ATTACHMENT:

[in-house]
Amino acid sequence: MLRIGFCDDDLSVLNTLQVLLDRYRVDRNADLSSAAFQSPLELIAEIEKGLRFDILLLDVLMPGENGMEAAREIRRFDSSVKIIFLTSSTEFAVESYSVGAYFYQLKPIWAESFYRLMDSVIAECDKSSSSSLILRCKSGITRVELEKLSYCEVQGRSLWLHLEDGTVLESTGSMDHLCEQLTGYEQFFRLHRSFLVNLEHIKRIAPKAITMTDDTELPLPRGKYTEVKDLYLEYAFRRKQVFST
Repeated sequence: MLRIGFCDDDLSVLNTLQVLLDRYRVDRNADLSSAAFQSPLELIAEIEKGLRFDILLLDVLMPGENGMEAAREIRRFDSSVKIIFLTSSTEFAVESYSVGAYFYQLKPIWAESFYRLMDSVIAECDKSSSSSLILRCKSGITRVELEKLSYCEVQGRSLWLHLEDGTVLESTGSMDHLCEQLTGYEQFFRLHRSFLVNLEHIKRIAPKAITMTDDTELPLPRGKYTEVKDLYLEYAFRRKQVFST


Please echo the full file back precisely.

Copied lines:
[in-house]
Amino acid sequence: MLRIGFCDDDLSVLNTLQVLLDRYRVDRNADLSSAAFQSPLELIAEIEKGLRFDILLLDVLMPGENGMEAAREIRRFDSSVKIIFLTSSTEFAVESYSVGAYFYQLKPIWAESFYRLMDSVIAECDKSSSSSLILRCKSGITRVELEKLSYCEVQGRSLWLHLEDGTVLESTGSMDHLCEQLTGYEQFFRLHRSFLVNLEHIKRIAPKAITMTDDTELPLPRGKYTEVKDLYLEYAFRRKQVFST
Repeated sequence: MLRIGFCDDDLSVLNTLQVLLDRYRVDRNADLSSAAFQSPLELIAEIEKGLRFDILLLDVLMPGENGMEAAREIRRFDSSVKIIFLTSSTEFAVESYSVGAYFYQLKPIWAESFYRLMDSVIAECDKSSSSSLILRCKSGITRVELEKLSYCEVQGRSLWLHLEDGTVLESTGSMDHLCEQLTGYEQFFRLHRSFLVNLEHIKRIAPKAITMTDDTELPLPRGKYTEVKDLYLEYAFRRKQVFST